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You Can’t Ask That – Nick McAllister

What would happen if you gave people the chance to ask society’s outsiders the questions they were too embarrassed, shy, awkward or scared to ask? What would happen if those stereotyped minorities were given the right to answer those questions with dignity and depth?

I’ve canvassed the autism community for answers to some of these questions. Thank you to everyone who shared their insight with me!

At what age were you diagnosed with autism and how did the diagnosis come about?

I was 41. I remember having to badger my doctor to book me in for an appointment to get tested at a clinic. He said, and I quote; “You’re too old to be tested, they usually pick it up in kids.”Which is utter nonsense. Once I knew I was relieved but scared to tell anyone because I feared being judged.

I’ve heard some people say we should refer to you as a person first (a person with autism) but others feel that it’s okay to say someone is an autistic person. What do you feel is the correct way to talk about someone having autism?

I don’t have a preference. You could say ‘This is Nick, he has autism’ or ‘This is Nick and he’s autistic’. If you are unsure, ask the person to see what they feel comfortable with being acknowledged by.

Do you feel overwhelmed by environmental stimuli? If so, can you explain how it feels (for you) to have a strong reaction to sensory stimuli?

Yes, loud noises usually bring on a meltdown. I have since been given a pair of noise cancelling headphones which I carry about with me for just this purpose along with other items in a bag.

Are there ways in which you feel limited by your condition? If so, how?

I tire very easily and can’t cope if I am overwhelmed. I need time outs i.e. naps or a break to step away and breathe. To cope I usually listen my favourite podcast.

How can having autism have an impact on someone’s behaviour?

There are difficulties with social interaction – being unaware of what’s socially appropriate, finding chatting or small talk difficult and not socialising much. People with autism may appear uninterested in and find it very difficult to develop friendships and relate to others, while those with Asperger syndrome are more likely to enjoy or want to develop social contacts – but find mixing very difficult.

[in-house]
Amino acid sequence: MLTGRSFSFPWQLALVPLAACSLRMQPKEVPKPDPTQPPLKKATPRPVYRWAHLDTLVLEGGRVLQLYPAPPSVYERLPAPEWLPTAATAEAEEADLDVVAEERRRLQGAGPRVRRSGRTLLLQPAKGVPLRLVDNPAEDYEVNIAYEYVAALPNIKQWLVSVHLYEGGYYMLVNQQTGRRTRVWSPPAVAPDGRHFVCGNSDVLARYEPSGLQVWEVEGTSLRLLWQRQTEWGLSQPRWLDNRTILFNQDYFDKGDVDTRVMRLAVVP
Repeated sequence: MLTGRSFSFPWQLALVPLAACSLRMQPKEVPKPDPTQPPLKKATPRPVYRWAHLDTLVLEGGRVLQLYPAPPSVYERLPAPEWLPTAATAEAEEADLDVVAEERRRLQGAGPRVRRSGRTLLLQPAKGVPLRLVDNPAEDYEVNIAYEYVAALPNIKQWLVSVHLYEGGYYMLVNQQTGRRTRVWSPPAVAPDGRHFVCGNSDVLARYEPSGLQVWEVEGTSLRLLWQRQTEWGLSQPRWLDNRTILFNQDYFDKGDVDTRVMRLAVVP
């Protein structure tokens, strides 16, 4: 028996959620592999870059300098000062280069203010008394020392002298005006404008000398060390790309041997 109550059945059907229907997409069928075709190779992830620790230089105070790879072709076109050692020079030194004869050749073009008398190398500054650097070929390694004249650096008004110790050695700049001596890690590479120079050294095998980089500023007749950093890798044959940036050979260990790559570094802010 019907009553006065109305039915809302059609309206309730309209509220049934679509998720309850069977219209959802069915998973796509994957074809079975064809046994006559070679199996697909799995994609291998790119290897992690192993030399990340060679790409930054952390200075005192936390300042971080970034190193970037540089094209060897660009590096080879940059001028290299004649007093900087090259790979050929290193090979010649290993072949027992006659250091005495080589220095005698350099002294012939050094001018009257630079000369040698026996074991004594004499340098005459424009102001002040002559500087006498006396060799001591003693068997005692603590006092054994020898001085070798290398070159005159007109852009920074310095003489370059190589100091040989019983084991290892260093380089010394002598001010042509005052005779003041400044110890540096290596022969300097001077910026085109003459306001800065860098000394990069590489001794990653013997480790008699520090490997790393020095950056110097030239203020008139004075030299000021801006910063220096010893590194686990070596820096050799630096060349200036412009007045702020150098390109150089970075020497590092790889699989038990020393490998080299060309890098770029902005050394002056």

Problems also arise with verbal and non-verbal communication – those affected may be able to speak or may be unable to speak at all. There may also be difficulties understanding gestures, body language, facial expressions and tone of voice, making it difficult to judge orunderstand the reactions of those they are talking to or to empathise with people’s feelings. As a result, they may unintentionally appear insensitive or rude to others. They may also take others comments literally and so misunderstand jokes, metaphors or colloquialisms.

What’s it like being autistic? 

You shouldn’t ask someone you don’t know well what it’s like to be Autistic. Every Autistic person’s experiences vary so much that it’d be an injustice to all of us for you to ask a question that implies that there’s one way to experience being Autistic.

Autistic People can’t feel empathy?

People with autism-spectrum disorders such as Asperger’s do not lack empathy – rather, they feel others’ emotions intensely.

Nick McAllister lives in Burns Beach and was diagnosed with autism in his 40’s. A screenwriter, avid blogger and ABC open contributor, he’s currently looking for a publisher for his novel. You can read more from Nick here.




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